Yes, plastic is a cheap material that can be formed into anything that might be made, strong, and durable. Plastics themselves are indeed useful for human life, even mentioned since 1950's we have produced around 8.3 billion metric tons of goods.
However, the consequences of 'success' produce billions of tonnes of these items which are directly proportional to the losses that have a major impact on life on earth, where we as humans are in them. As per 2017, approximately 79 percent of the plastic produced during the past 70 years has been disposed of, either to landfills or to the general environment and unfortunately only nine percent is recycled with the rest even burned. The condition of many plastic debris itself is even mentioned by scientists, as an experiment on a global scale that is not controlled.
One concrete example of the increasingly severe plastic pollution, we can see from the presence of plastic waste in the sea. It is said, with more than eight million tons of plastic waste entering the oceans every year, and this makes it estimated that there will be more plastic than fish in 2050, and eventually it can cause 99 percent of all seabirds on the planet to consume some between them.
As of 2017 alone, it is estimated that the sea now contains around 51 trillion microplastic particles, which are 500 times more than stars in our galaxy. Sadly, this plastic waste was found as many as 300 billion pieces in the Arctic which were previously pure and remote islands in the Pacific, and found also on Henderson Island which is an uninhabited island and is believed to have the highest concentration of plastic pollution in the world.
Then is the condition of the plastic waste so severe that it becomes a dangerous situation? The answer is clearly dangerous. Some toxic plastics that can disrupt hormones are important for health, and plastic itself acts like a magnet for various poisons and other pollutants that humans spill into nature.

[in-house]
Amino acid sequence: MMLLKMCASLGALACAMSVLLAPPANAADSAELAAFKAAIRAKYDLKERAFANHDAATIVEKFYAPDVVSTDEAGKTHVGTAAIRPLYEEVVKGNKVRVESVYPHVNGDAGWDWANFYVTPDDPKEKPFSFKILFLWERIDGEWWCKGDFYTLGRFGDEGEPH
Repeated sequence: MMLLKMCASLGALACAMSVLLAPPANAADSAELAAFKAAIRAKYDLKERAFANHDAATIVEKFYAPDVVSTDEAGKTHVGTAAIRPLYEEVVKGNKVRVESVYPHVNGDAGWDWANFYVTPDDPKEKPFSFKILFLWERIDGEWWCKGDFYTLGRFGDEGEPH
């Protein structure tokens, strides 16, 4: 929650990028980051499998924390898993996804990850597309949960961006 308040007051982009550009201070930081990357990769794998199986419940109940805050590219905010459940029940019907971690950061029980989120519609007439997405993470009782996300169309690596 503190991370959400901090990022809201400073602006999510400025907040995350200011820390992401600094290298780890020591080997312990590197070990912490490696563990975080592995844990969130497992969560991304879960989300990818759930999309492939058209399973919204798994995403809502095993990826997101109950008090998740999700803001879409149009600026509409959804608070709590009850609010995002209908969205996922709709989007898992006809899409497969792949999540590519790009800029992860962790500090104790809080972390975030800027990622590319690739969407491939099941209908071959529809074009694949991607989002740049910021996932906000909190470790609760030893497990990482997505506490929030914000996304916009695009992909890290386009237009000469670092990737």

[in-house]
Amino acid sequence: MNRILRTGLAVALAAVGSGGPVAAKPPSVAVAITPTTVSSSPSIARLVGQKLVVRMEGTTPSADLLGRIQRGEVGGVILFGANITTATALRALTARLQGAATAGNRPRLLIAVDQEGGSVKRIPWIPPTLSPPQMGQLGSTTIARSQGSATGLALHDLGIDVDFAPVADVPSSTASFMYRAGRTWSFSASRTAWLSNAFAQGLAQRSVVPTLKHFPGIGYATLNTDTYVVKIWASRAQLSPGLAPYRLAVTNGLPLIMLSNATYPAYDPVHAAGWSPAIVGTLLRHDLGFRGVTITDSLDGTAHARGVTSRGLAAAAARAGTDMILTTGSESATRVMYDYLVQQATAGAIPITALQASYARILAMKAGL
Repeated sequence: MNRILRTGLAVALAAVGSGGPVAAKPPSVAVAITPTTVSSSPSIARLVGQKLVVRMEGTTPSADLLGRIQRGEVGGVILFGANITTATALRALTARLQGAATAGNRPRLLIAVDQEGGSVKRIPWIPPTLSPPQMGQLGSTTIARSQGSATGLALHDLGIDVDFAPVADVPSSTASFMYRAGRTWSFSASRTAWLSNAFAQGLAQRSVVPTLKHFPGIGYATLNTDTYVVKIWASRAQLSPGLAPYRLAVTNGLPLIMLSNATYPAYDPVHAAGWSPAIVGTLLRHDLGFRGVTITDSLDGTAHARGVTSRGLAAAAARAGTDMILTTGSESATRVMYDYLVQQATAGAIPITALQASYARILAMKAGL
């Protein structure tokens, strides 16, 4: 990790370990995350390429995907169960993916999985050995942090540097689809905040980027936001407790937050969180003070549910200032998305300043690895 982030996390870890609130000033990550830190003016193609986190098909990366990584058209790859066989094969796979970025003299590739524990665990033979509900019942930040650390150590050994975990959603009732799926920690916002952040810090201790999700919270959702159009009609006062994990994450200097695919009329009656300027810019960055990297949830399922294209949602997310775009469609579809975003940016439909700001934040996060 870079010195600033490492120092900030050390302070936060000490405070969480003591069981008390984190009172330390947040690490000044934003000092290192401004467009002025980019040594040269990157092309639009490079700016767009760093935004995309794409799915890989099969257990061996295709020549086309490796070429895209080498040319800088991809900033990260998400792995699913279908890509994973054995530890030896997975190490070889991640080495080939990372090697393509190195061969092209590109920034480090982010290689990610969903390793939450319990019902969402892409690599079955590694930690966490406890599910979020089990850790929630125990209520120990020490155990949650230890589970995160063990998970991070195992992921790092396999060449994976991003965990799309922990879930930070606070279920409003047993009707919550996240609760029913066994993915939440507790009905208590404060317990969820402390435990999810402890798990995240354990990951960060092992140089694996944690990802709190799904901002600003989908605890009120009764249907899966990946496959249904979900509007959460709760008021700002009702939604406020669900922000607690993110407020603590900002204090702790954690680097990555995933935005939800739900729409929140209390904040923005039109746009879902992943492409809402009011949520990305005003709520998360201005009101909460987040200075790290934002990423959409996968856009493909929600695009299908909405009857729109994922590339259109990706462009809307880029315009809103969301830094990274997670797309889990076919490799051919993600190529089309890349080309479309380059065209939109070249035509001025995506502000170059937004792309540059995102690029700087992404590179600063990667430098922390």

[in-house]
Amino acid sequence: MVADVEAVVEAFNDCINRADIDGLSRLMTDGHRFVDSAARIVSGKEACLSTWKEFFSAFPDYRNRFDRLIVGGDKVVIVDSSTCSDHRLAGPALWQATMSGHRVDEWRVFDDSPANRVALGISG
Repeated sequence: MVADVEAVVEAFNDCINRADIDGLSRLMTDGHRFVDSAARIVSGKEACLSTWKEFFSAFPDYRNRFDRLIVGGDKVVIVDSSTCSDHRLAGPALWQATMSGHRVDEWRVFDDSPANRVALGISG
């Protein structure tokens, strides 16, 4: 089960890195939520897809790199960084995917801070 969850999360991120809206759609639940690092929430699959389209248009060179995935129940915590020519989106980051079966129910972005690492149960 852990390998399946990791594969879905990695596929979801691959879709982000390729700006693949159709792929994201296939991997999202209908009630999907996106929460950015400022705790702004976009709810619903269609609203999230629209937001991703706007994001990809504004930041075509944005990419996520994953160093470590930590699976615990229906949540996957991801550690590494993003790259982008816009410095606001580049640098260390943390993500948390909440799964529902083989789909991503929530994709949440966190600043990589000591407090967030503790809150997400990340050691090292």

For the life of marine biota, for example, for animals such as turtles, plastic bags in water can look like jellyfish, for seagulls they can mistakenly think that plastic waste floating on the surface can be seen as a tasty snack rather than a plankton that should be eaten.
Consuming all the plastic waste, it means that these animals have swallowed all poisons that cannot be digested as a substitute for food. Of course this can adversely affect the health of the animals themselves. Unfortunately, it has been said so far that marine waste damages more than 600 species. Damage to these marine species is considered the beginning of the sixth mass extinction on Earth. Terrible isn't it?
Why do we have to worry about plastic pollution at sea? Know that killing sea creatures is bad for humans. Plastics that are accidentally consumed by marine biota go into animal digestion and indirectly, we ourselves eat back plastic waste that is thrown into the sea when consuming these marine animals. So like a danger to animals, the plastic can enter the body's tissues and cause potentially dangerous consequences.
In addition, another negative impact is air pollution. The mechanism is where plastic microparticles from cosmetics and microfiber from synthetic clothing are washed and dissolved into the sewage system. Besides ending up in the sea, as explained by Professor Frank Kelly, an environmental health expert from King's College London, who said that this long-term plastic waste can be carried away by the wind. Other particles are trapped in the waste that is used to fertilize the agricultural fields and then dry up and are carried away and blown by the wind. After it dries, it may be taken and blown by the wind.